1 Shameless plug: see my proposal for helping underdeveloped wikis for large languages.
2 Assessing and measuring quality is a fascinating but challenging metric by itself : Martin Alec Walker gave an impressive presentation on what has been accomplished on the English Wikipedia for article quality assessment.
The following charts give a notion of how well we are doing in reaching out to the world.
Languages with 20+ million 1st/2nd speakers
Editors (5+ edits/month) per million speakers
Languages of European and Asian origin
Less than 2 editors per millions speakers
|click any image to enlarge|
Site map as mini ‘state of the wiki’
The slides above only show figures for the largest languages. In order to present the full picture and also allow us to track progress I integrated this metric into wikistats, namely into the site maps. The old site maps focused on ‘achievements’: for many years they listed languages by order of article count. When traffic statistics became available in 2008 the sort order was changed to page views per hour.
The new site map gives initial focus to participation (but as a bonus you can now resort the table).
Some columns are not shown here, see full picture
Participation is defined as the number of editors (5+ edits in last month) relative to the total number of speakers of that language (native and non native speakers combined).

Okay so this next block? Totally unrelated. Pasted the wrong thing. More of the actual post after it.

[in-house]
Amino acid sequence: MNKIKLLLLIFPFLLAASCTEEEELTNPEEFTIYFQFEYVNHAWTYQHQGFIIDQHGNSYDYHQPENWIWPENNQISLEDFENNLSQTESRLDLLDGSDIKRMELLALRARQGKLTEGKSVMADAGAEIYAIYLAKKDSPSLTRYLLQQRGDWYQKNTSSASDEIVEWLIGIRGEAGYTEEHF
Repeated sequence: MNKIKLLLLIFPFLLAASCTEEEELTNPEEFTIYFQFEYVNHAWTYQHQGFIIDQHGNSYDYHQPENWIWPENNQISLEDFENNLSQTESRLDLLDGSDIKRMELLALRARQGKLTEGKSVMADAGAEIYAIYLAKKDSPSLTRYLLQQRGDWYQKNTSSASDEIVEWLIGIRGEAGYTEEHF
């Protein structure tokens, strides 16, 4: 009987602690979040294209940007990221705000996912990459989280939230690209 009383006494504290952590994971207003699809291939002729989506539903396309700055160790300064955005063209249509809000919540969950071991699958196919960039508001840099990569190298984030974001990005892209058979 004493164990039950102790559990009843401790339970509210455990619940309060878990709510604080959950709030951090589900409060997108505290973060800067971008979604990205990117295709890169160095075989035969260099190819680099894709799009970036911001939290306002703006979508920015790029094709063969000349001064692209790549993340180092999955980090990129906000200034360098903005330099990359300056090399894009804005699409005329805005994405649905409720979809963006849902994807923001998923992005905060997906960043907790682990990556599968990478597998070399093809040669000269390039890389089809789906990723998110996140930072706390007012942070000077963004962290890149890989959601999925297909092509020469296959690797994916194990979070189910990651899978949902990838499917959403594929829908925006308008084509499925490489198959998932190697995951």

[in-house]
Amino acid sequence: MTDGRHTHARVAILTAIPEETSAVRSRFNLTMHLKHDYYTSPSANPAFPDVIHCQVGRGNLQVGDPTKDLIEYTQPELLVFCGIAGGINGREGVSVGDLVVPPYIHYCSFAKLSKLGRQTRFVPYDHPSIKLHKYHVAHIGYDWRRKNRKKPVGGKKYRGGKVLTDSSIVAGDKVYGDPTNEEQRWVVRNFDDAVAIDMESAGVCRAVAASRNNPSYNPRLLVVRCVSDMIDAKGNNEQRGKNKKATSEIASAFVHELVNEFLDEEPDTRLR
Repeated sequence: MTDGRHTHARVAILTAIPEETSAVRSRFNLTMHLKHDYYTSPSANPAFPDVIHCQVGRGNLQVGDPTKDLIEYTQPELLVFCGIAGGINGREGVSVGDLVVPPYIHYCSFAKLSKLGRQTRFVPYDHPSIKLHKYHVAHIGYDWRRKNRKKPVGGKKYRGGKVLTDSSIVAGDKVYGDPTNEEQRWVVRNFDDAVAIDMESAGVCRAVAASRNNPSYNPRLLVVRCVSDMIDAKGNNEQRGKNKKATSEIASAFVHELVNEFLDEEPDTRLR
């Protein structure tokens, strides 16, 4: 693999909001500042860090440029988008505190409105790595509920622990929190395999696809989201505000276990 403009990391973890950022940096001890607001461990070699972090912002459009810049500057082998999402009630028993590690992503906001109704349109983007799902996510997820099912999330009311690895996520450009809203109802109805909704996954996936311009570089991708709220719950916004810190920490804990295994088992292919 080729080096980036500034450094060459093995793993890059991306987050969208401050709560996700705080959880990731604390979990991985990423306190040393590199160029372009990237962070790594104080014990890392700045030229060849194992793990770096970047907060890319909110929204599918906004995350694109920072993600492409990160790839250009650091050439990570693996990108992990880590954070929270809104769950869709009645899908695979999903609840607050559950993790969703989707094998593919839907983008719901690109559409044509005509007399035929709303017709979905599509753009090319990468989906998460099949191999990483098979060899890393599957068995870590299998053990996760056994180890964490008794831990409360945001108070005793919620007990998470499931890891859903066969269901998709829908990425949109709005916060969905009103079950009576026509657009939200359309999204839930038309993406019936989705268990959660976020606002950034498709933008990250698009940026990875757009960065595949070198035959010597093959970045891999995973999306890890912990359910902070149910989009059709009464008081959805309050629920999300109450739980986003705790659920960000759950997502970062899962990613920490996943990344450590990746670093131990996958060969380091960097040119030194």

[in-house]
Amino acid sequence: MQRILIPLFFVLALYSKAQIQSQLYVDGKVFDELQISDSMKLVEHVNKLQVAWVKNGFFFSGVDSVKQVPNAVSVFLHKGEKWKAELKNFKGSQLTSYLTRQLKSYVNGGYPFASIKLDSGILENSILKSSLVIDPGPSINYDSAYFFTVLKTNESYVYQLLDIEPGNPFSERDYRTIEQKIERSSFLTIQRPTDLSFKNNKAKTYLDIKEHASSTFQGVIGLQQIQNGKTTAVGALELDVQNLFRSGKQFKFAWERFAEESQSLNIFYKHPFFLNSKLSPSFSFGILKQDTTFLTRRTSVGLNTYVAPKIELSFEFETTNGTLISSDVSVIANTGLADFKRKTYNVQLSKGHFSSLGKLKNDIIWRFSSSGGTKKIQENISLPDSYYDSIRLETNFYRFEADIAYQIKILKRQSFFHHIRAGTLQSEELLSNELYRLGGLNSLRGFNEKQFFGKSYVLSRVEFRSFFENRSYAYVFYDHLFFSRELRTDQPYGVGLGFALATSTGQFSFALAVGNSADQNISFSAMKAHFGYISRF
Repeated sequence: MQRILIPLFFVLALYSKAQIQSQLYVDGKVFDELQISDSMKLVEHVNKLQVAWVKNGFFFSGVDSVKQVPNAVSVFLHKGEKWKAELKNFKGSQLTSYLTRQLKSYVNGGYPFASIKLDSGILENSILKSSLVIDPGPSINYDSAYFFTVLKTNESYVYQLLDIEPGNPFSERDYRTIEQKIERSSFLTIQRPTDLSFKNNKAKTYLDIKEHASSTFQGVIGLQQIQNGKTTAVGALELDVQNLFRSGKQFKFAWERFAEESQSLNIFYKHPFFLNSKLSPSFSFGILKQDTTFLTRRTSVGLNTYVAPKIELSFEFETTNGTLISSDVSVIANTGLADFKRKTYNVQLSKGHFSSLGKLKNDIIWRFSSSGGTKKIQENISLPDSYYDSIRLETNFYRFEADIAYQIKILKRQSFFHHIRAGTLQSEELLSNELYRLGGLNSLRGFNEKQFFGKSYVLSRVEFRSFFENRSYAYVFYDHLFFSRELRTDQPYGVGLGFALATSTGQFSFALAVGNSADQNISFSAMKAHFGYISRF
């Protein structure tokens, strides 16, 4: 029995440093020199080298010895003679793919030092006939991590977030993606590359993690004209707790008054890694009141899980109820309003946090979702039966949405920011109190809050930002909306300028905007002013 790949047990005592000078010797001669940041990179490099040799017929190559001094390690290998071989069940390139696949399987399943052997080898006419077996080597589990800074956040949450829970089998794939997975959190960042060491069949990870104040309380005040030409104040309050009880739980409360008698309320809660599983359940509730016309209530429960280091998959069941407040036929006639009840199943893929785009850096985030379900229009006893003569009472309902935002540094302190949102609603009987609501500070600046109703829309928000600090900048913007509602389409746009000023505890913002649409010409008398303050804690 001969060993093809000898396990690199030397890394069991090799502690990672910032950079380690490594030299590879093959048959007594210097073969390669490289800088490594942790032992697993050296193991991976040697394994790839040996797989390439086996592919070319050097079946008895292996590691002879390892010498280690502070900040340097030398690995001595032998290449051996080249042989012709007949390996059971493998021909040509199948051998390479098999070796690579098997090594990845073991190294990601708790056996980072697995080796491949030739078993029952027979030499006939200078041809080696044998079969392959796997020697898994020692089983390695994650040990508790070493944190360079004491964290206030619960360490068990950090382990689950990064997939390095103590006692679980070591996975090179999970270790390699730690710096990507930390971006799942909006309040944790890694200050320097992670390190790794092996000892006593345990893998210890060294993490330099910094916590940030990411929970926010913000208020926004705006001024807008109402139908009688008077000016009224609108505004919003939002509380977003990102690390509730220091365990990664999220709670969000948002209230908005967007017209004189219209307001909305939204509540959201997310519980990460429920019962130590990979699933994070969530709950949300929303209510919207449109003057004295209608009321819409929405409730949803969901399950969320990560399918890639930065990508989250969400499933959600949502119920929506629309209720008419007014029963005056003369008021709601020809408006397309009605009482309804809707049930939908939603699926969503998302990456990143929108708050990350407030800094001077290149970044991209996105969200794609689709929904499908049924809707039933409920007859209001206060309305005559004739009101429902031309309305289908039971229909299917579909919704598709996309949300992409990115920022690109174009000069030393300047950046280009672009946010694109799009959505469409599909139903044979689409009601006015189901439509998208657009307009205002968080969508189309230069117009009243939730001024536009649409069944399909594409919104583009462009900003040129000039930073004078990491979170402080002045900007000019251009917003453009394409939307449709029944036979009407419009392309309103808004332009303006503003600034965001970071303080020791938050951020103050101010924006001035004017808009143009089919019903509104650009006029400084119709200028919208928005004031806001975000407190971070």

- The new site map layout is first published for the Wikipedia wikis. Other projects will follow.
- Data for number of speakers are taken from the 250+ language articles on the English Wikipedia (August 2009). Some articles claim more precision than others. Some do not mention non native speakers. Where the article gives a range wikistats uses an average value (and uses other pages as well). Particularly the article on the English language gives a broad range: secondary language 0.2-1.4 billion. Of course there is also some arbitrariness in how well a person must speak a language before he or she qualifies as a non native speaker.
- All counts for number of speakers do not add up to 6.8 billion (the current world population), but that is not the point.
- The fact that age, literacy, standard of living (internet access), and political climate all influence the real potential of possible editors in a language are left out of consideration. For many of these factors good numbers are not available (world wide demographics per language), or hard to quantify (effect of political climate) or changing rapidly (internet access in 3rd world).
- One could argue that the absolute number of participants in a language project is a better metric for comparison. We do already have those figures. This new metric tells us how far we have progressed in terms of what can reasonably be expected (without regard for all complicating factors named above).
- The regions listed per language should be taken lightly, as a broad statement: many languages have recently dispersed over the globe due to economic migrations and/or diaspora and are spoken in many countries by a small minority.
Also new is that translations for all +/- 280 language names in all 28 wikistats languages are now retrieved automatically, from different sources. Because of this some 150 site maps (so many projects, so many language editions of wikistats) look much better now (still needs some polishing though). And the human effort needed to add another translation has halved.